Special to South Florida Times

LIBERTY CITY — If it is true that old men dream dreams and young ones see visions, then the Rev. Martin Luther King Jr., was a great conundrum of the 1960s:  black, eloquent and evocative in his diction, graceful with a pen and tooled with a penetrating ability at discerning the root causes of America’s political flaws, social faux pas and economic evils 

— all evident in his I Have A Dream speech delivered from the steps of the Lincoln Memorial in Washington, D.C., to throngs of supporters of the civil rights movement before his assassination on April 4, 1968.

Close to 50 years since King’s passing, many of the themes found in that speech remain relevant today: inadequate housing and education, economic disparities between minorities and mainstream Americans and sporadic race tensions.

On Monday, communities throughout America turned out to honor the slain civil rights leader whose ostensible life’s mission was to put an end to racial oppression

without violence. And, on the corner of Northwest 54th Street and Northwest 23rd Avenue in Miami’s Liberty City, onlookers stood behind metal barricades as members of the Miami-Dade Police and Fire Rescue departments, elected officials, social service organizations, R.E.A.L. Steppers and high school bands paraded along the avenue in remembrance of King.

Though blacks in America have made monumental accomplishments in its capricious social landscape with the inauguration of the country’s first black president, many South Florida residents are still uncertain about the fruition of King’s dream.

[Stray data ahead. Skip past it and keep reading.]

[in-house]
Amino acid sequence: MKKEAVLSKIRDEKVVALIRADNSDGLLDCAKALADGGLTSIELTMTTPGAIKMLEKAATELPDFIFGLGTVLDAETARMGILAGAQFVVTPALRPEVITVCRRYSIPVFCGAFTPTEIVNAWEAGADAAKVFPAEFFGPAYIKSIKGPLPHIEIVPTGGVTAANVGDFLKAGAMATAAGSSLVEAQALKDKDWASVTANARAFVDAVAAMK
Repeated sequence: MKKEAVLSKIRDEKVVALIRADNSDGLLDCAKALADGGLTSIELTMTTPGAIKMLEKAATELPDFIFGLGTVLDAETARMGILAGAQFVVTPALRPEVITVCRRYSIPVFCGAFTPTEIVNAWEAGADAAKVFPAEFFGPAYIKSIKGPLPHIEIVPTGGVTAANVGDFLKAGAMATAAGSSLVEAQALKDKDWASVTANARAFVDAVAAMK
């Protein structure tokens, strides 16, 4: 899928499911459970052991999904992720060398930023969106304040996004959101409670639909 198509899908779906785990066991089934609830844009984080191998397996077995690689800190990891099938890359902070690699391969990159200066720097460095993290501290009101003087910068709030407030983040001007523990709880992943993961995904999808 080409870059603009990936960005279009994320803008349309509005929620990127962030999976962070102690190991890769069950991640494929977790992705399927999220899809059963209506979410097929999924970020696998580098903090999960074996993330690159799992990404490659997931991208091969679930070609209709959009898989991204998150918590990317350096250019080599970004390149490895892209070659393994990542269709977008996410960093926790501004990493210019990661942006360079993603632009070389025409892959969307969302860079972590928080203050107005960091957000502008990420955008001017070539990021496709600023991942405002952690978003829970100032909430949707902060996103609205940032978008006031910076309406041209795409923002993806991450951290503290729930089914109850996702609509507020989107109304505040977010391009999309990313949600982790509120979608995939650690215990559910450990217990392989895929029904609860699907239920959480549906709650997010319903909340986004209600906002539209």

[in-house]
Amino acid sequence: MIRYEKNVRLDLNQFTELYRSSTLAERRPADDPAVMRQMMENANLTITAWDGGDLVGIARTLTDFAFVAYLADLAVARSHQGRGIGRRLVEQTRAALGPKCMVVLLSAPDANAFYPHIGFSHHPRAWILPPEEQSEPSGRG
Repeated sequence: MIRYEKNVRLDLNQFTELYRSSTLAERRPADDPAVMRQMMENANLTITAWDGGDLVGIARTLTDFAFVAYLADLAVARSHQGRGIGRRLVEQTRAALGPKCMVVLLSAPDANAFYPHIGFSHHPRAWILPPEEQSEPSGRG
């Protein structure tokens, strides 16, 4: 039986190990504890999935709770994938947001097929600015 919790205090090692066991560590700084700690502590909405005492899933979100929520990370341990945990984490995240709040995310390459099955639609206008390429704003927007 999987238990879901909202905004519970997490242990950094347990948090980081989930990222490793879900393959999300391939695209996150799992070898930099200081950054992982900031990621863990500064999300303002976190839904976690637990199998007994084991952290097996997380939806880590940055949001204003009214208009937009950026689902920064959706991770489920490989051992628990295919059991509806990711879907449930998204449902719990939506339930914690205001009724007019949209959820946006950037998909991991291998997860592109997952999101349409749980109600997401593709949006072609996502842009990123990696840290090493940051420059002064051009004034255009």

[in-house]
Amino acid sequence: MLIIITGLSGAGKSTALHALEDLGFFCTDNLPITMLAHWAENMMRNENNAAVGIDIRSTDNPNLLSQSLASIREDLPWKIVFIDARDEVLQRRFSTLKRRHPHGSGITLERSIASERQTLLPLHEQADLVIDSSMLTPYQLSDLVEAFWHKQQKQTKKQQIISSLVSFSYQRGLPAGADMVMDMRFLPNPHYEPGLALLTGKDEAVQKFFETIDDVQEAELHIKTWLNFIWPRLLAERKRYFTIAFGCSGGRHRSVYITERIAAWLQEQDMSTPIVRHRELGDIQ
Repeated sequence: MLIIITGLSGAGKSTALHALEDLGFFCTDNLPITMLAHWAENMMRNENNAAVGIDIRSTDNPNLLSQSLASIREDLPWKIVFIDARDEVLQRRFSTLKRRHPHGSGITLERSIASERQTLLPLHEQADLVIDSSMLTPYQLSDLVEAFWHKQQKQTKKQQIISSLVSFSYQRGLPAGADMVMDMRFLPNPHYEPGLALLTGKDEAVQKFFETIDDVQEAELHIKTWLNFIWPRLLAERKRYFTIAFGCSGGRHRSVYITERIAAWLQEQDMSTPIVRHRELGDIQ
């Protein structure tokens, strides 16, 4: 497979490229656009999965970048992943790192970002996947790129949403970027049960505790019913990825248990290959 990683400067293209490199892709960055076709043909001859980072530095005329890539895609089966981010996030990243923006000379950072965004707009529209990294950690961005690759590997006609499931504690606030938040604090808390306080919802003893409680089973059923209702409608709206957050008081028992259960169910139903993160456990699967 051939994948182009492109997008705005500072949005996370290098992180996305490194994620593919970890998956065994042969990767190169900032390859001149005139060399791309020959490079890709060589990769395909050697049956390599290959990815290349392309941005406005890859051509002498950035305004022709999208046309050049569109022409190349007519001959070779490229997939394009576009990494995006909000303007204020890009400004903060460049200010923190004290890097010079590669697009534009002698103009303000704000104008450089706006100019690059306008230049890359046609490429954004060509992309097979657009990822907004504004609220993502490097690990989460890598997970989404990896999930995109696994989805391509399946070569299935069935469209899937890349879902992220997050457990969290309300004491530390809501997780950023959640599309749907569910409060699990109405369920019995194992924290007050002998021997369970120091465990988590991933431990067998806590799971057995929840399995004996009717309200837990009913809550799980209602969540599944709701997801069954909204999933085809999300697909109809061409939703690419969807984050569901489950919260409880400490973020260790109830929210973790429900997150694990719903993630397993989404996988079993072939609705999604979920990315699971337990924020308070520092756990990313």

When the Hialeah Police Department’s motorcade coasted up 23rd Avenue, ill sentiments could be heard from one of the women sitting in a child’s pink lawn chair behind the metal partitions.

“[They] know they don’t wanna be out here ridin’ around in no sun on no Martin Luther King Jr. holiday,” said Layla Taylor, 34, of Liberty City.

Such feelings stemming from decades of poor relationships between local law enforcement agencies and black communities in Miami-Dade County date back to riots in Liberty City and Overtown following the acquittal of five white police officers accused of murdering motorcyclist Arthur McDuffie in 1980.

Some believe that King’s dream will always be a dream until black people wake up and allow it to further materialize in their own lives.

“As black people, we have come from a mighty long way,” said C.W. Perkins, 58, of Brownsville, “but we have a long way to go.”

“Take a look around and you can see that black people, especially the youth, need to wake up.  The lack of self-respect is depressing. The music is degrading.  The way young people speak today is disgusting,” Perkins said.

Perkins believes that, without persistent action, nothing will ever come to a dreamer but a dream. He was fretful for the daydreaming youth. He also wondered what King would think of the plight of black people in 21st century America.